By analyzing and comparing the antibodies produced in ill, recovering and vaccinated individuals, Weizmann scientists demonstrate different modes of immunity against COVID-19
December 2021 marked the one-year anniversary of the first vaccine shots against SARS-CoV-2 administered outside of clinical trials. “When the vaccines were introduced, it was a game changer for our research efforts as well,” says Dr. Rony Dahan from the Weizmann Institute of Science’s Immunology Department. For Dahan, who was already in the midst of studying the antibodies produced in individuals infected with SARS-CoV-2, the newly launched vaccinations presented a research opportunity: to study the effects of immunization on two levels – when it occurs naturally, following exposure to the virus, and when elicited by a vaccine.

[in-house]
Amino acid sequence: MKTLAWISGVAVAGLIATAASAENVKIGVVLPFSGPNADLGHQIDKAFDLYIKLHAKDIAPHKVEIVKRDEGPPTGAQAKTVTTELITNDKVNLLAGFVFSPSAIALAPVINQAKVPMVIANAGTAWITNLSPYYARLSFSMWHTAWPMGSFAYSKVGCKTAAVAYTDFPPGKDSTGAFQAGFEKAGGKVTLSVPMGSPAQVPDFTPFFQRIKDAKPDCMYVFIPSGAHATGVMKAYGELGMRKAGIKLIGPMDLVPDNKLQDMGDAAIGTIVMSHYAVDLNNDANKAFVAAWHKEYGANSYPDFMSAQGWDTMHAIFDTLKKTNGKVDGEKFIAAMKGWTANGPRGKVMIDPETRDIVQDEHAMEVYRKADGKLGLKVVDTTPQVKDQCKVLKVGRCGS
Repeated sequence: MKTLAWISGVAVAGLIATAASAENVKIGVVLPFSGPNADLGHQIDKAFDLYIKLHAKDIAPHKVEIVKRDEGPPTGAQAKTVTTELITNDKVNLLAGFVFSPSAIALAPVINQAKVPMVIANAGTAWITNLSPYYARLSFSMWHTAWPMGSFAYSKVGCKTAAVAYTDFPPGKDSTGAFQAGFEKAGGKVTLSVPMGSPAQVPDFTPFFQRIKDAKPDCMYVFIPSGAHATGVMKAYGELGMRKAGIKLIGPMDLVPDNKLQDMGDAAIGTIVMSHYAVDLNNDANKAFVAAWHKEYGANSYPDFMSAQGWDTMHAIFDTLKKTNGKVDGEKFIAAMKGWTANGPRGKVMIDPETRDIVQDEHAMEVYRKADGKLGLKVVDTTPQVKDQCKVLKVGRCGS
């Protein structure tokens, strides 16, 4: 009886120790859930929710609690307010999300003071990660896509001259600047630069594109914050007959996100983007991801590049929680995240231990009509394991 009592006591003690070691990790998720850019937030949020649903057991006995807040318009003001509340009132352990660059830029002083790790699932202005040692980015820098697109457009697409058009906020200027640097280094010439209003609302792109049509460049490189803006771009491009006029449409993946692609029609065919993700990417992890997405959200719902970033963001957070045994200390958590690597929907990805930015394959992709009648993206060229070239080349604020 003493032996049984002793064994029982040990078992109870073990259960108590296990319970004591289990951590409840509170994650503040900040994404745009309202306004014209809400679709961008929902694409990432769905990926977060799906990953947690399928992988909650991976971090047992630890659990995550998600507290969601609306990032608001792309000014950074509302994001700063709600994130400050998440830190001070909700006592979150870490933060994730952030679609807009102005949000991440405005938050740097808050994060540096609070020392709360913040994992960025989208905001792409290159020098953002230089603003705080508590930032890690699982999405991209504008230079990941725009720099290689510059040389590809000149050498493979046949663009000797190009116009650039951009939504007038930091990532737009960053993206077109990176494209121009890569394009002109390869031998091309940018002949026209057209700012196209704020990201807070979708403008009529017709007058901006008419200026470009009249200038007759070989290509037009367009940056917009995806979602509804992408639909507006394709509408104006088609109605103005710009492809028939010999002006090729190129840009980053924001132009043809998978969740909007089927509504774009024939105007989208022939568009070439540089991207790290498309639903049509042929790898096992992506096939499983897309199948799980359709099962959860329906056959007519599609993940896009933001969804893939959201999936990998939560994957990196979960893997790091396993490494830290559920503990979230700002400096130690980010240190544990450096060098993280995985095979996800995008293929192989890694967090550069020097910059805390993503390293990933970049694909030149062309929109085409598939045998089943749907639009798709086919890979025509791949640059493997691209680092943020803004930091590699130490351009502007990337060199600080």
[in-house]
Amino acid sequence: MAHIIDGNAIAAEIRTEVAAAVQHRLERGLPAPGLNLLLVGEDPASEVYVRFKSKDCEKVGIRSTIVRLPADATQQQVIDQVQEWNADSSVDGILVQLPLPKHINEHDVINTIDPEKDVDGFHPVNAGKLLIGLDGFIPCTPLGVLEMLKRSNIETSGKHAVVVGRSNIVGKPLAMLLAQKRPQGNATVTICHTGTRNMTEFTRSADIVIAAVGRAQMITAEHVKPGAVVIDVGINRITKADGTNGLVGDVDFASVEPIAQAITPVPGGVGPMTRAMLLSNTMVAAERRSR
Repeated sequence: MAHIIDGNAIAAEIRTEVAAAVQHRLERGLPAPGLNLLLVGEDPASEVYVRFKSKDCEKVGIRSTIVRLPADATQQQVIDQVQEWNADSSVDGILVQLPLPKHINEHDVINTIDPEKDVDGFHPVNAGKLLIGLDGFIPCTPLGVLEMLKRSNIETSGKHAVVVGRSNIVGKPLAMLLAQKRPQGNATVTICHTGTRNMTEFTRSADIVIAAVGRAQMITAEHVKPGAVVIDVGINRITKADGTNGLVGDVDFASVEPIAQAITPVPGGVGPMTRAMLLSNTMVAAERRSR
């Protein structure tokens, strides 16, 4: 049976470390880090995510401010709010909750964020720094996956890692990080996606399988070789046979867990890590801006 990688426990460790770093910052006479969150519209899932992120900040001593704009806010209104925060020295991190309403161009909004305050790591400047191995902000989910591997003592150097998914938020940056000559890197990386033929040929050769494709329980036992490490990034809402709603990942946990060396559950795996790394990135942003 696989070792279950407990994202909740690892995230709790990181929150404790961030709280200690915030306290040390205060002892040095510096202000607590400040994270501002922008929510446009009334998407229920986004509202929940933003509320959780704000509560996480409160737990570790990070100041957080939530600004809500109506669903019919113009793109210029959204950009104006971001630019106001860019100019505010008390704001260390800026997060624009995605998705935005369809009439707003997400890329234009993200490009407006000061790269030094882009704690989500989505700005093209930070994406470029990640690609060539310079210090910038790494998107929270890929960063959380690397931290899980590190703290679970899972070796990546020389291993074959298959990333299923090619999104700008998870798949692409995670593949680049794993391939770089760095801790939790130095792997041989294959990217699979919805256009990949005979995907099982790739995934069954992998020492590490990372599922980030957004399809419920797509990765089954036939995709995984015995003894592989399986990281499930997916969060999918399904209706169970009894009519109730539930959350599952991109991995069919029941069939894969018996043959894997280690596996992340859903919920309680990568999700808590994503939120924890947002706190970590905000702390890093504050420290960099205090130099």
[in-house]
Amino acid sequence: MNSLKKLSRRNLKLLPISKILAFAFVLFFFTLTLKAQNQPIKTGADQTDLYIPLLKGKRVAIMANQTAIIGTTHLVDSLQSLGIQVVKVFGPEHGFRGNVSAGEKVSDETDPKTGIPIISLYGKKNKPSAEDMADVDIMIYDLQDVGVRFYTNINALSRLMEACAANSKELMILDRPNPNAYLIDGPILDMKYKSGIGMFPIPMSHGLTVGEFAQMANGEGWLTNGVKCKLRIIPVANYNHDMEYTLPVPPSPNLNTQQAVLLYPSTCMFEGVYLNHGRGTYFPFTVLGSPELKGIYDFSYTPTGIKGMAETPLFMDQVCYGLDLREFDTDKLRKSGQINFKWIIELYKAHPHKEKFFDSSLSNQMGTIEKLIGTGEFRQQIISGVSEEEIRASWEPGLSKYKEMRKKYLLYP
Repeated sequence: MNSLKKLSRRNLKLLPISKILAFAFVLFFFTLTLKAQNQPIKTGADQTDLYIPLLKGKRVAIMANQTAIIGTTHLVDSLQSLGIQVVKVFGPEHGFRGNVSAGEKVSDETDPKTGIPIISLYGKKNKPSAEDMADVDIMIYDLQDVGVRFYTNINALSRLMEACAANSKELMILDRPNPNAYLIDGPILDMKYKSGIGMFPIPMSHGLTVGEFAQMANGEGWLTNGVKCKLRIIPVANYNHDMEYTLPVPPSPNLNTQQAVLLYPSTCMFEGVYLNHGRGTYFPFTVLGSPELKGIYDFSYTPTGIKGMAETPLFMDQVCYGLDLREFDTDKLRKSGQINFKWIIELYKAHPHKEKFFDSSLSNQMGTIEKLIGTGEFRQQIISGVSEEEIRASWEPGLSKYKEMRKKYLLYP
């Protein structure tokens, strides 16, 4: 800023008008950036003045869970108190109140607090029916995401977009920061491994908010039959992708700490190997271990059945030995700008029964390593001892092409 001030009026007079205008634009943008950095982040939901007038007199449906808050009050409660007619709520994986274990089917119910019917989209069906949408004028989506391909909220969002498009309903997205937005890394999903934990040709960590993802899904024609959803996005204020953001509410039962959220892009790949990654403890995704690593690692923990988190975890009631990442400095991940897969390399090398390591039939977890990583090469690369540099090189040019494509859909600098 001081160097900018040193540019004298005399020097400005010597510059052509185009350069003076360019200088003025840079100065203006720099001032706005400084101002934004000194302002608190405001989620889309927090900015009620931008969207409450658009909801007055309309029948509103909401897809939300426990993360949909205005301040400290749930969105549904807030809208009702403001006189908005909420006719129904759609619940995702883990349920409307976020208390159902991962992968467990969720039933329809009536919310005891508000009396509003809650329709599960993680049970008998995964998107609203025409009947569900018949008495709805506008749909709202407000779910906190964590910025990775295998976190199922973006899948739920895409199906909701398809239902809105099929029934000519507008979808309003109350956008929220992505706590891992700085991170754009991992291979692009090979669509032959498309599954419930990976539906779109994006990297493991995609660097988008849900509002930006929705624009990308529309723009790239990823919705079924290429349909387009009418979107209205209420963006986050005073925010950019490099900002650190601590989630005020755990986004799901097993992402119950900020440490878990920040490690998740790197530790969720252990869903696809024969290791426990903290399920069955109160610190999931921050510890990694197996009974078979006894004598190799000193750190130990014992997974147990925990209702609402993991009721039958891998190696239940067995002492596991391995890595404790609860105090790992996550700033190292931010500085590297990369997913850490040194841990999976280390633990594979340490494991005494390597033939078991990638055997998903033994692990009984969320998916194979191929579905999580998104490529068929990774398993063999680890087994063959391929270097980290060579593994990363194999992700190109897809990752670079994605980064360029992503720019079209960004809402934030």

During the process of immunization, whether natural or elicited, the immune system studies any foreign entity it encounters and prepares a made-to-order response to fend it off. This response consists primarily of antibodies – small prong-shaped proteins mass-produced by specialized cells of the immune system. Antibodies can act as both neutralizing agents, designed to take down invaders, and expert “taggers,” labeling infected and damaged cells so as to activate the immune response and clear them out.